- Decision made slowly and by consensus, thoroughly considering alternatives and
than rapidly implementation
- etc. etc.

Some thoughts about the proposal:
Regarding Mission:

I like Jack Welch’s definition of a Mission:
It is the answer to the question: How do we intend to win in this business?
Or may be more appropriate for the SME Human Side of Lean:
How do we intend to successful support our customers/members?

I would like to see the mission extended to cover the technical tools, at least to a certain degree. The reason as mentioned above: The technical tools might turn out to be a useful vehicle to piggyback the Human Side.

What about the
To effectively support our customers in implementing a sustaining Lean Enterprise by providing knowledge and practical expertise on Lean Six Sigma tools and on the Human Side.

Regarding the customer definition, I wonder if we should broaden it to include “interested in”, e.g.
Our Customers:
Anyone who is interested or has chosen to champion or implement a Lean Enterprise.

To 1: To develop tools and/or a road map …
As mentioned above, the strategies sound good. It might be of help to group them into a framework in order to prioritize and start working on them.
One question: Will it be possible to develop one tool to change the environment to “pull” the new culture into place? Or could it be a combination of the well know technical Lean Six Sigma Tools and a certain People Engagement approach?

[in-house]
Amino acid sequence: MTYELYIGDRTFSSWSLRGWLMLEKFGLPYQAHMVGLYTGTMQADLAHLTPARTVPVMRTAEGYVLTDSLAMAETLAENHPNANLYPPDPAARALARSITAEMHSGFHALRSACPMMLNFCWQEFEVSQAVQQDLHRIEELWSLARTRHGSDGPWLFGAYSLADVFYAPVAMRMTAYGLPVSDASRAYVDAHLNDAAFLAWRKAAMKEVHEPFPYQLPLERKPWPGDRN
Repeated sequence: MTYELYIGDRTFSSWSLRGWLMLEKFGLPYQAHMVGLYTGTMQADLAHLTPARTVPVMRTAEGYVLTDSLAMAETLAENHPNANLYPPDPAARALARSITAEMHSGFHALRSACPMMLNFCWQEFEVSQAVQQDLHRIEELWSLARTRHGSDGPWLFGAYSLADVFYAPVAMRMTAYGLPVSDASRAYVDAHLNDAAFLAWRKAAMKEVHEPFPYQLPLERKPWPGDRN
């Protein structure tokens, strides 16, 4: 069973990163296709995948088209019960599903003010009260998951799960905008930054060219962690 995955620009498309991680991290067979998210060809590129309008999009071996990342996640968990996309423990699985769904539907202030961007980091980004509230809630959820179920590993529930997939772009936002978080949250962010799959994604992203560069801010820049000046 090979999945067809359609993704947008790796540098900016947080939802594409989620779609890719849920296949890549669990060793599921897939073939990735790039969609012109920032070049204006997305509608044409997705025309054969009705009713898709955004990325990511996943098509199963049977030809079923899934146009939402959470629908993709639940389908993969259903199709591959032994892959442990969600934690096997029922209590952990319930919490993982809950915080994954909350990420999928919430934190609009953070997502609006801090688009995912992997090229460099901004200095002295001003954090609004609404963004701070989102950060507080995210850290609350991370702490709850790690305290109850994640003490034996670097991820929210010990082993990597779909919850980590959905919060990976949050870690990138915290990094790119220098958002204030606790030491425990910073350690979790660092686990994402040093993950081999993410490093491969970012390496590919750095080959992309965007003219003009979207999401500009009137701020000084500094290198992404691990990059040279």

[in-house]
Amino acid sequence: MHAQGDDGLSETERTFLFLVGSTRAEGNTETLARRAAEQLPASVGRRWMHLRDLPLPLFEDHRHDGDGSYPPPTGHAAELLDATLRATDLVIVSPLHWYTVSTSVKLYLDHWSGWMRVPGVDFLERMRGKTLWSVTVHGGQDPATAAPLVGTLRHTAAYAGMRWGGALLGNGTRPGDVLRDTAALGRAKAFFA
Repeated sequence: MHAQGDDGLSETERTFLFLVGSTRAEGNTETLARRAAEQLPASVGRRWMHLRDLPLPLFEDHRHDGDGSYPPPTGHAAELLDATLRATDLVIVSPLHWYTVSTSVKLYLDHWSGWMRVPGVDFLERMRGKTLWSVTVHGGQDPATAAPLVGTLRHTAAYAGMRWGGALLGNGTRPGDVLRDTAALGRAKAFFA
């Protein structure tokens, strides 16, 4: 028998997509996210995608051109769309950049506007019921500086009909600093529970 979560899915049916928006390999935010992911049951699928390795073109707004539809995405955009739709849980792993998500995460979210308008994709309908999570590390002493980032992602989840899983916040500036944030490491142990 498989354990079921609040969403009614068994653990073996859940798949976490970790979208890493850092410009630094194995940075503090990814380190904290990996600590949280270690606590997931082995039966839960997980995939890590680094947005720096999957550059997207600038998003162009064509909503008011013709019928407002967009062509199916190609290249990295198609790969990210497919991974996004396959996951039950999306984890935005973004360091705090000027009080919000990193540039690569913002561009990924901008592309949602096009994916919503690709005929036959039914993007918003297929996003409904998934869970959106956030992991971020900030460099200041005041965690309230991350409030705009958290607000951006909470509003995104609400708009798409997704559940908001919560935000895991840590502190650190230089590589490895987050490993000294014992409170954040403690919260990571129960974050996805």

To 2: To create a rapid response team
I like the idea of a “The SME Support Team for Companies in serious Trouble” or “Rapid Response Team” (do we need a SME Helicopter and what about flying in from Canada ). We do have so much expertise in our rows to being able to do this, just by getting our head together and being able to “openly” discuss the issues. I think it is worthwhile a try, but we need to establish a certain infrastructure first. For instance, we probably need to have a “Response Committee” evaluation the case to see if it might qualify. When in comes to discussion and real project work we should agree on a standard web-video conferencing platform in order to more effectively exchange information. Actually we should start using it in our weekly convergence calls, too. It’s even more fun than we have already now….!